British Prime Minister Theresa May has struck a tentative deal with the EU that would give financial services companies in the United Kingdom continued access to European markets after Brexit, The Times reported on Thursday.
British and European negotiators have reached tentative agreement on all aspects of a future partnership on services, as well as the exchange of data, the British newspaper reported, citing government sources.
The deal would give UK companies access to European markets as long as British financial regulation remained broadly aligned with the EU's, The Times said.
The pound jumped, rising 0.9% to as high as $1.2881 .
Britain's department for exiting the European Union did not immediately comment on the report.
London, which has been a critical artery for the flow of money around the world for centuries, is the world's largest center of international finance. While New York is by some measures bigger, it is more centered on American markets.
Many bankers and politicians predicted after the June 2016 referendum that leaving the EU would prompt a mass exodus of jobs and business, dealing a crippling blow to London's position in global finance.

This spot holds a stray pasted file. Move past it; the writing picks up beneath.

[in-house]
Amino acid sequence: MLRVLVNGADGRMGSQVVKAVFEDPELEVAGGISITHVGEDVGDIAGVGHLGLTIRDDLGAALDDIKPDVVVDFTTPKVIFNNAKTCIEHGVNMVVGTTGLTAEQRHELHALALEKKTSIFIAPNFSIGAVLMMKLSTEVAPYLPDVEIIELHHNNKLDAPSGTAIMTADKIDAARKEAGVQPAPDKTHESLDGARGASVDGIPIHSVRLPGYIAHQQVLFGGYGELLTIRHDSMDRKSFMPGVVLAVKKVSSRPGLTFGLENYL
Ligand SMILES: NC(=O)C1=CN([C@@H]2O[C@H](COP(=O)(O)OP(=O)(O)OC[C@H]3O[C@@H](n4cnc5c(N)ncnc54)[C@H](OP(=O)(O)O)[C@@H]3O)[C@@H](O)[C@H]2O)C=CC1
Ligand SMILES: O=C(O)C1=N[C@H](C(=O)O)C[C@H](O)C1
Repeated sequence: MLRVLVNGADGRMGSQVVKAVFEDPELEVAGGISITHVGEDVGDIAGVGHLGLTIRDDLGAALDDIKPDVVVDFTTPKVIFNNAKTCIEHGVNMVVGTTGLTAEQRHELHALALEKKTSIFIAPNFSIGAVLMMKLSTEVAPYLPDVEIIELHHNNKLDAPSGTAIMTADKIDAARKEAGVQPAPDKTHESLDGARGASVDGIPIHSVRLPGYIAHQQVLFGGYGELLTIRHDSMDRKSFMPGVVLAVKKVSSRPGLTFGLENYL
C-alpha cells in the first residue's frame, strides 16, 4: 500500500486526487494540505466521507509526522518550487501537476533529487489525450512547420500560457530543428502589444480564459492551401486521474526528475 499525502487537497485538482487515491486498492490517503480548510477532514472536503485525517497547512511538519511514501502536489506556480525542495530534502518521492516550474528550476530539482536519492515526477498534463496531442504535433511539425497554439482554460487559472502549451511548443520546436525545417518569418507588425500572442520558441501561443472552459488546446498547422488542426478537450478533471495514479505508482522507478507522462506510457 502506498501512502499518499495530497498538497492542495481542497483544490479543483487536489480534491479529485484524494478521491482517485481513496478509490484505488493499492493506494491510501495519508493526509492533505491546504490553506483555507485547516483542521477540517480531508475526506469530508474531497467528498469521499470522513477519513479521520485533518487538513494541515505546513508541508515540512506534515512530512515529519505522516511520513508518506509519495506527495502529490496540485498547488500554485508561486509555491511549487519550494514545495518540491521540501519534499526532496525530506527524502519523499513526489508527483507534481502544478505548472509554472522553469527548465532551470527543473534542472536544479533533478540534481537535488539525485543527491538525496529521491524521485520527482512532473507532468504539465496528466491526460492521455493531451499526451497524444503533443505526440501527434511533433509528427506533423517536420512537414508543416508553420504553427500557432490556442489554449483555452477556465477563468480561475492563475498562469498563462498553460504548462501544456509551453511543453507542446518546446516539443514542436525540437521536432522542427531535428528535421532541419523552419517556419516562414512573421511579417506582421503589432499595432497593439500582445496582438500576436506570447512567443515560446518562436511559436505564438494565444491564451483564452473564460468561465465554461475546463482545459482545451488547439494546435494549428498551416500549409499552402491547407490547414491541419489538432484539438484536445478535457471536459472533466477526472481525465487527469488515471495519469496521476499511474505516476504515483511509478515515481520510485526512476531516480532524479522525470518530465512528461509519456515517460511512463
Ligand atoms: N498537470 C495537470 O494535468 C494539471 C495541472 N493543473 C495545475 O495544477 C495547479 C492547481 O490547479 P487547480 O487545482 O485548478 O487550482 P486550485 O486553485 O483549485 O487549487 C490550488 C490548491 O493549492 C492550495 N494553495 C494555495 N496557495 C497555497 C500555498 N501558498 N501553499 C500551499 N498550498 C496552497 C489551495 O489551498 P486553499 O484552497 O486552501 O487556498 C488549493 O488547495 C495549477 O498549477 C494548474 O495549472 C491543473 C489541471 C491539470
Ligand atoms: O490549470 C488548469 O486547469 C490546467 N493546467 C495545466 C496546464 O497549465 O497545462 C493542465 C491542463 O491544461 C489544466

Global banks operating in the UK have already moved some staff and reorganized some operations ahead of Britain's departure from the European Union, due on March 29.
According to The Times report, the EU will accept that the UK has "equivalent" regulations to Brussels, and UK financial services companies will be allowed to operate as they now do in Europe.
EU officials have said that the EU's financial market access system known as "equivalence," under which Brussels grants access to foreign banks and insurers if their home rules converge with the bloc's, is probably Britain's best bet.
"Equivalence" has so far had limited application, because, for one, under existing rules market access can be withdrawn unilaterally with only a month's notice, The Times said.
Under the new deal, it will be extended and fall under the governance of a wider trade treaty, allowing the EU and the UK to change or set new financial regulations after consulting each other beforehand, the newspaper said.
May's principal Europe adviser, Oliver Robbins, is continuing the negotiations in Brussels, according to the report.
With five months to go before Brexit, business leaders are demanding certainty over the kind of trade terms the divorce will deliver.
The UK's Financial Conduct Authority wants Britain to stay closely aligned with the EU, but without Britain's having to copy all the bloc's rules, the acting director of strategy at the FCA, Richard Monks, has said.
Britain on Wednesday said there was no set date for Brexit talks to finish, backtracking from a letter by Brexit minister Dominic Raab that suggested a deal on the terms of its departure could be finalized by Nov. 21. (Reuters)